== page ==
Instead, during the summer after your first year, you should focus on 2-3 subjects. For example, good summer study subjects would be biochemistry, immunology, and/or microbiology.

Remember, your goal is to minimize the study load for your dedicated study.

Step 1 Summer Study Plan

Proper Step 1 summer studying can make second-year and dedicated studying saner and more relaxed.

2. Master the Material

This bears repeating. Learning the material well the first time is the best ingredient for Step 1 success. So many Step 1 questions force you to apply knowledge. If you’ve only memorized words from First Aid – and not worked on applying the concepts – you’ll have to start over during dedicated study. Worst of all, the 1-2 month dedicated period lacks the time to master close to the amount you’ll need.

(To read How Are USMLE Questions Written? 9 Open Secrets for Impressive Boards Scores, click here).

But what if you don’t know where to start? If you’re in the Yousmle Online Course, the summer is a great time to get through the videos. Most students don’t know what it actually means to master a topic. In each of the Online Course videos, we’ll teach you the foundation for each subject. To make your studying more efficient, you can use the pre-made questions, so you never forget the topic.

If you haven’t experienced true mastery of a topic, you can check out the Online Course here.

3. Never Forget What You Master by Using Spaced Repetition

How do you make sure to learn every topic only once? By never forgetting what you’ve learned.

How often do we watch videos, then forget them the next day? How many lectures do we forget by not using spaced repetition (or even taking notes)?

To be blunt:

You’ll forget anything you don’t actively rehearse in spaced repetition.

Many students have heard the advice that they should do nothing during the summer. “Just relax! You’re going to forget everything anyway.”

The “don’t-study-during-the-summer” crowd is partially right. If you don’t use Anki, what you learn during the summer won’t make a huge difference. However, if you start to use Anki effectively, you can remember everything forever.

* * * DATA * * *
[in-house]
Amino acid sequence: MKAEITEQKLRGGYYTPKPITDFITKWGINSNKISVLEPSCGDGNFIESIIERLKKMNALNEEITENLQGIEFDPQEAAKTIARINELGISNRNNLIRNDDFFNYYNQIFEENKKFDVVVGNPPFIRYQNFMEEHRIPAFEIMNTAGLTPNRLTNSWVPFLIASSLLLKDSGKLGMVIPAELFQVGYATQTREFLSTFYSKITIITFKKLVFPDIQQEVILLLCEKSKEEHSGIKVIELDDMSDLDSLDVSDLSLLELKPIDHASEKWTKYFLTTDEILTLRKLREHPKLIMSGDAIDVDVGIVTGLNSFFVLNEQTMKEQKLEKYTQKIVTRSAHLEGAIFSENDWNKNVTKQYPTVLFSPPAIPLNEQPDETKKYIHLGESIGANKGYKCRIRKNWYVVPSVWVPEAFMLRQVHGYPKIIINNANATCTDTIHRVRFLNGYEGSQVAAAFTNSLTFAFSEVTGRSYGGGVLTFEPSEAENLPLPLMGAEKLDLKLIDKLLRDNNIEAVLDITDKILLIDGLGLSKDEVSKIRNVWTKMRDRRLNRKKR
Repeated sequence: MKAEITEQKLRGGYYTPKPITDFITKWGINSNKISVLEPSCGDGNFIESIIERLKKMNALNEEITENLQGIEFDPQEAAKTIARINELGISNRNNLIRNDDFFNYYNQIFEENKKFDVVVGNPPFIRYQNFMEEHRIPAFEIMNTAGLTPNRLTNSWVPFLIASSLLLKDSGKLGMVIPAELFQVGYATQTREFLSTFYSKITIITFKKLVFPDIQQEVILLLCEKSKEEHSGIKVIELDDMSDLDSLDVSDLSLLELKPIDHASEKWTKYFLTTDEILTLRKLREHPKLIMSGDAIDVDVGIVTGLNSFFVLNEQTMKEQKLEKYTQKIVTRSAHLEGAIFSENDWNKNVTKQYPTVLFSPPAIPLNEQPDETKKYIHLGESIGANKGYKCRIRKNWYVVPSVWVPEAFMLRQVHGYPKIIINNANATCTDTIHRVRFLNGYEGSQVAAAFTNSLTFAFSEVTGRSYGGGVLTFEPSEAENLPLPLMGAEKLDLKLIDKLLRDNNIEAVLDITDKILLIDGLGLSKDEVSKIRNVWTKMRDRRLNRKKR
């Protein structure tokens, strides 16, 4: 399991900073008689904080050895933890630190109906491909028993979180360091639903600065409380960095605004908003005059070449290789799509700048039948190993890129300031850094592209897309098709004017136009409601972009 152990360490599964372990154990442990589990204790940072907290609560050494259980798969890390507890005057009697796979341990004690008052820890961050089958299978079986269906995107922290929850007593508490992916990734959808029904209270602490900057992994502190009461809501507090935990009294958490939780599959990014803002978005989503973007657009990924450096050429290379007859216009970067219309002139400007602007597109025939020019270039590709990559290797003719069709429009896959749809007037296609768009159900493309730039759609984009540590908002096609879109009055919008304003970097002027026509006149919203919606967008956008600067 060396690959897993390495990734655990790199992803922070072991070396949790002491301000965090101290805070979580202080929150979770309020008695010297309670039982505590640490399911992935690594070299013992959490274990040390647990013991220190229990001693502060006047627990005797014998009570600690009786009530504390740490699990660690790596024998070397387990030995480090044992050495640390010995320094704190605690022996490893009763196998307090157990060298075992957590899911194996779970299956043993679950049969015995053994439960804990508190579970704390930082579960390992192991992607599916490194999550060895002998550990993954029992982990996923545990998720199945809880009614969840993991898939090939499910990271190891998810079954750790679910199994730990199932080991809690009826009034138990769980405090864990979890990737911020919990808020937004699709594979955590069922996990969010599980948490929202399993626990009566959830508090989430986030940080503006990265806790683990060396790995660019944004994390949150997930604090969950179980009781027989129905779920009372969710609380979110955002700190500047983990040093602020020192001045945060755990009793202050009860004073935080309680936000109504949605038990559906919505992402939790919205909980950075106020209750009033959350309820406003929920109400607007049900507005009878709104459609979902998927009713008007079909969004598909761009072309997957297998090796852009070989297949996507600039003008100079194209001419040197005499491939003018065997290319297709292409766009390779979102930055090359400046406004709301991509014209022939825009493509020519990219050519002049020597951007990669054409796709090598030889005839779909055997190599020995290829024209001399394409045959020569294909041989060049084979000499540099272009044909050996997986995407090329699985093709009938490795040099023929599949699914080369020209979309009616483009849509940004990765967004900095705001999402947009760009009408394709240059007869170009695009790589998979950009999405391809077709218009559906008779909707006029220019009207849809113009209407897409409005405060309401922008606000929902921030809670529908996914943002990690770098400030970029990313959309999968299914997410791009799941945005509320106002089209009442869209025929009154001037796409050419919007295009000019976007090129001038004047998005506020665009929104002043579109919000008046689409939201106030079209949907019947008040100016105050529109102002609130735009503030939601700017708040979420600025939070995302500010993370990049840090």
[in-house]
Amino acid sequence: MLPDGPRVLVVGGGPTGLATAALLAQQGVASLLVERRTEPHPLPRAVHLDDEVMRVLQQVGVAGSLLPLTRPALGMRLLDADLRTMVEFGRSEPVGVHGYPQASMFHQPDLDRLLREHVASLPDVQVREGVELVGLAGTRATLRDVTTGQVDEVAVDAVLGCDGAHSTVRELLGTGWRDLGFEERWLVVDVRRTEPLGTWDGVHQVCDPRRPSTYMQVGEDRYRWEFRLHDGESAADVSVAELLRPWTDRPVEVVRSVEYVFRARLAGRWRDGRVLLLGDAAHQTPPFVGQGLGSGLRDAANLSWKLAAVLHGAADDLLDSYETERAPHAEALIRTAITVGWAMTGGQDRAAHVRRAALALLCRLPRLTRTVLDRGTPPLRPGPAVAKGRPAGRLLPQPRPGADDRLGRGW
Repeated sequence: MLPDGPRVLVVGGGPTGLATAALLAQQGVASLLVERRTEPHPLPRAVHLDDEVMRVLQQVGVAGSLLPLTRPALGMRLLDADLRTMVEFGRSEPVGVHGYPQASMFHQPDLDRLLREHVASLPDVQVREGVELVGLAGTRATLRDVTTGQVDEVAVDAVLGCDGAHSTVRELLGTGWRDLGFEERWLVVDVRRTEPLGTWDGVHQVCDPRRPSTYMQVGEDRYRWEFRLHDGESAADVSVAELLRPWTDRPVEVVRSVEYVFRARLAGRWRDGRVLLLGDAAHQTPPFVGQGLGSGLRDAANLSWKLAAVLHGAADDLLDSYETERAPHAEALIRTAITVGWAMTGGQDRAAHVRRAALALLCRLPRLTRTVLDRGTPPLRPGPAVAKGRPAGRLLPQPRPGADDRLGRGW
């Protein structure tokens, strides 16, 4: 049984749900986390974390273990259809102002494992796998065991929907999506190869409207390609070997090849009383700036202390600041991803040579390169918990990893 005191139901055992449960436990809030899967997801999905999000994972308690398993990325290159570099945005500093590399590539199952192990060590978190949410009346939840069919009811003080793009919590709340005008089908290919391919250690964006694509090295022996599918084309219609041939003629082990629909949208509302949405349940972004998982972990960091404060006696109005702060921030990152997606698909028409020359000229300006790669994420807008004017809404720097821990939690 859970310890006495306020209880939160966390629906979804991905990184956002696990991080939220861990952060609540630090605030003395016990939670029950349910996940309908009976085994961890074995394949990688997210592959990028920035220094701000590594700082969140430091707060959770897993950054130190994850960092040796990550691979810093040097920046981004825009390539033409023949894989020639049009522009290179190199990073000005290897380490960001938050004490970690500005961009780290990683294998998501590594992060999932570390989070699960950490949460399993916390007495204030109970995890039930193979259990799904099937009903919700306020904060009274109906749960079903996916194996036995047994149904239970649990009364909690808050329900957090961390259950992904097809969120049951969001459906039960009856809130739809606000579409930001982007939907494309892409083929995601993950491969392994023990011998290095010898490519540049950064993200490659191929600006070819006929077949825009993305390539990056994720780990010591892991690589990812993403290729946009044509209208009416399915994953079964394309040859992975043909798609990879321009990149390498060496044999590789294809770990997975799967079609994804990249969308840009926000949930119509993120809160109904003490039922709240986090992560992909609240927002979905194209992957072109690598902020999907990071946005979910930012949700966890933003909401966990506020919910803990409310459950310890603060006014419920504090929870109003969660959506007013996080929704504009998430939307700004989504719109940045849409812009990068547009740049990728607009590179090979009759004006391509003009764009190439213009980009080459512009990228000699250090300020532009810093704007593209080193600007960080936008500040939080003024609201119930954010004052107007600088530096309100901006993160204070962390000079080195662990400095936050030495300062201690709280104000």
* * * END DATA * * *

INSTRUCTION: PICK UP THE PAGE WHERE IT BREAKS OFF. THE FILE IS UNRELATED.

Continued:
Do you struggle to make useful Anki cards? Or does making Anki take so long? If so, I’d recommend using the Yousmle Anki cards. You’ll master the material faster. Plus, because I’ve made the connections into Anki cards for you, you can learn more in less time.

Use the Yousmle Anki Cards to master and retain more information in less time.

4. Question Banks Clarify How You Should Study, Help with Application

Your priority should be to master the material and use Anki never to forget it. Once you’ve made mastery + retention a habit, it’s time to add a QBank to the mix.

Why is it essential to start using a QBank during the summer? First, as a soon-to-be second-year med student, you have no idea what USMLE questions are like. As such, you don’t have a good idea of how to study. How detailed are Step 1 questions? Should you sit and learn First Aid minutiae? By doing QBank questions early, you’ll be more confident in your preparations.

Second, using a QBank will reinforce the material you’re studying. Step 1 is about the application of the material. The best way to use knowledge is to apply it to vignettes.

I’d recommend doing questions in the subjects you’re studying. In other words, the weeks you’re studying biochemistry, I’d do biochemistry QBank questions.

The QBank settings I’d recommend:

  • 5 questions/day. (It’s better to set a low goal you can consistently do, rather than a high goal that’s inconsistent. You can always do more questions if you finish your 5 for the day).